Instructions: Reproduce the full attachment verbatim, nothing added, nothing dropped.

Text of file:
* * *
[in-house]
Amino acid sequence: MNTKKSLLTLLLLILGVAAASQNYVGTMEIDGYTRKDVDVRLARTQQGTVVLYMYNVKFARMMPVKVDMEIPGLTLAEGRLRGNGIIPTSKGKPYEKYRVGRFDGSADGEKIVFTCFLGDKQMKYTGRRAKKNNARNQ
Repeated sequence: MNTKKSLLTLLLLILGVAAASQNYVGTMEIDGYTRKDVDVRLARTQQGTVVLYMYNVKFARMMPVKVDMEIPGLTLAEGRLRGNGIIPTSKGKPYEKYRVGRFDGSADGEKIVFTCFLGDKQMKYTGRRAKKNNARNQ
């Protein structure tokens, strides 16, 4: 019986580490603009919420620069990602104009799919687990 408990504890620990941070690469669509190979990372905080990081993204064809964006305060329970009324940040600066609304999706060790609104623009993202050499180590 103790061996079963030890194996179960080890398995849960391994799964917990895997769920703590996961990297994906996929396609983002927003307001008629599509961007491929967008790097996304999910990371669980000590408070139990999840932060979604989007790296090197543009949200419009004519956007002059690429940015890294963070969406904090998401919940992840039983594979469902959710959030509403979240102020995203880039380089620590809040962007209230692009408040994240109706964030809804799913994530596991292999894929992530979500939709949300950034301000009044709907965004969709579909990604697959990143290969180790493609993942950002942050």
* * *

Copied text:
[in-house]
Amino acid sequence: MNTKKSLLTLLLLILGVAAASQNYVGTMEIDGYTRKDVDVRLARTQQGTVVLYMYNVKFARMMPVKVDMEIPGLTLAEGRLRGNGIIPTSKGKPYEKYRVGRFDGSADGEKIVFTCFLGDKQMKYTGRRAKKNNARNQ
Repeated sequence: MNTKKSLLTLLLLILGVAAASQNYVGTMEIDGYTRKDVDVRLARTQQGTVVLYMYNVKFARMMPVKVDMEIPGLTLAEGRLRGNGIIPTSKGKPYEKYRVGRFDGSADGEKIVFTCFLGDKQMKYTGRRAKKNNARNQ
């Protein structure tokens, strides 16, 4: 019986580490603009919420620069990602104009799919687990 408990504890620990941070690469669509190979990372905080990081993204064809964006305060329970009324940040600066609304999706060790609104623009993202050499180590 103790061996079963030890194996179960080890398995849960391994799964917990895997769920703590996961990297994906996929396609983002927003307001008629599509961007491929967008790097996304999910990371669980000590408070139990999840932060979604989007790296090197543009949200419009004519956007002059690429940015890294963070969406904090998401919940992840039983594979469902959710959030509403979240102020995203880039380089620590809040962007209230692009408040994240109706964030809804799913994530596991292999894929992530979500939709949300950034301000009044709907965004969709579909990604697959990143290969180790493609993942950002942050």